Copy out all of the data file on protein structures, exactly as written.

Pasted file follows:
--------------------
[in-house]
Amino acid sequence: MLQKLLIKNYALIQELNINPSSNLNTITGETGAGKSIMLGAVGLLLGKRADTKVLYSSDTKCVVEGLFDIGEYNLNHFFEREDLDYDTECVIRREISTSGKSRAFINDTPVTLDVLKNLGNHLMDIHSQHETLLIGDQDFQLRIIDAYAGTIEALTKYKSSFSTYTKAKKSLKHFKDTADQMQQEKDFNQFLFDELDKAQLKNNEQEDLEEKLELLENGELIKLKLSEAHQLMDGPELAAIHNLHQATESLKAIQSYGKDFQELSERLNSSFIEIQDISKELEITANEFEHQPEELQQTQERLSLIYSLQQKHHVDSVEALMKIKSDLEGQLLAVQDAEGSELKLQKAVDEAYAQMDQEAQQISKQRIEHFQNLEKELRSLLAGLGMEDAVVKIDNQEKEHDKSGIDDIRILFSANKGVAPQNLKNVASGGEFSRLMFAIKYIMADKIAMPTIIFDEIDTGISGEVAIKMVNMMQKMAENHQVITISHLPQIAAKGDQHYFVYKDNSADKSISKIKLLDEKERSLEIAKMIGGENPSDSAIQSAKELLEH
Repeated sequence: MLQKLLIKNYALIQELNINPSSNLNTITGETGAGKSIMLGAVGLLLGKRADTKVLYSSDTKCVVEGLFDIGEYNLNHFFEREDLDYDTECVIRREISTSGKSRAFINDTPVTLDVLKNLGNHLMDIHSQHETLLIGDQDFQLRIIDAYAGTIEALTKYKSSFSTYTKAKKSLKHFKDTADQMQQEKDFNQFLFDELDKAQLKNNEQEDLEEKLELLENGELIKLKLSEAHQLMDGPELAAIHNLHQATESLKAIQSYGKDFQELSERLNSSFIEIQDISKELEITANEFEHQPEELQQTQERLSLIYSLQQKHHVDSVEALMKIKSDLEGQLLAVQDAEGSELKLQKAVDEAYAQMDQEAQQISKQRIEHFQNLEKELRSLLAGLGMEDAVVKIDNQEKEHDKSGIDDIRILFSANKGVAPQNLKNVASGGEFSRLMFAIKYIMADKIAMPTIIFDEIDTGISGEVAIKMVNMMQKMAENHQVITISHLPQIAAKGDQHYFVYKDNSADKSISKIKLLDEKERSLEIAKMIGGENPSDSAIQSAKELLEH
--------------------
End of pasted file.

[in-house]
Amino acid sequence: MLQKLLIKNYALIQELNINPSSNLNTITGETGAGKSIMLGAVGLLLGKRADTKVLYSSDTKCVVEGLFDIGEYNLNHFFEREDLDYDTECVIRREISTSGKSRAFINDTPVTLDVLKNLGNHLMDIHSQHETLLIGDQDFQLRIIDAYAGTIEALTKYKSSFSTYTKAKKSLKHFKDTADQMQQEKDFNQFLFDELDKAQLKNNEQEDLEEKLELLENGELIKLKLSEAHQLMDGPELAAIHNLHQATESLKAIQSYGKDFQELSERLNSSFIEIQDISKELEITANEFEHQPEELQQTQERLSLIYSLQQKHHVDSVEALMKIKSDLEGQLLAVQDAEGSELKLQKAVDEAYAQMDQEAQQISKQRIEHFQNLEKELRSLLAGLGMEDAVVKIDNQEKEHDKSGIDDIRILFSANKGVAPQNLKNVASGGEFSRLMFAIKYIMADKIAMPTIIFDEIDTGISGEVAIKMVNMMQKMAENHQVITISHLPQIAAKGDQHYFVYKDNSADKSISKIKLLDEKERSLEIAKMIGGENPSDSAIQSAKELLEH
Repeated sequence: MLQKLLIKNYALIQELNINPSSNLNTITGETGAGKSIMLGAVGLLLGKRADTKVLYSSDTKCVVEGLFDIGEYNLNHFFEREDLDYDTECVIRREISTSGKSRAFINDTPVTLDVLKNLGNHLMDIHSQHETLLIGDQDFQLRIIDAYAGTIEALTKYKSSFSTYTKAKKSLKHFKDTADQMQQEKDFNQFLFDELDKAQLKNNEQEDLEEKLELLENGELIKLKLSEAHQLMDGPELAAIHNLHQATESLKAIQSYGKDFQELSERLNSSFIEIQDISKELEITANEFEHQPEELQQTQERLSLIYSLQQKHHVDSVEALMKIKSDLEGQLLAVQDAEGSELKLQKAVDEAYAQMDQEAQQISKQRIEHFQNLEKELRSLLAGLGMEDAVVKIDNQEKEHDKSGIDDIRILFSANKGVAPQNLKNVASGGEFSRLMFAIKYIMADKIAMPTIIFDEIDTGISGEVAIKMVNMMQKMAENHQVITISHLPQIAAKGDQHYFVYKDNSADKSISKIKLLDEKERSLEIAKMIGGENPSDSAIQSAKELLEH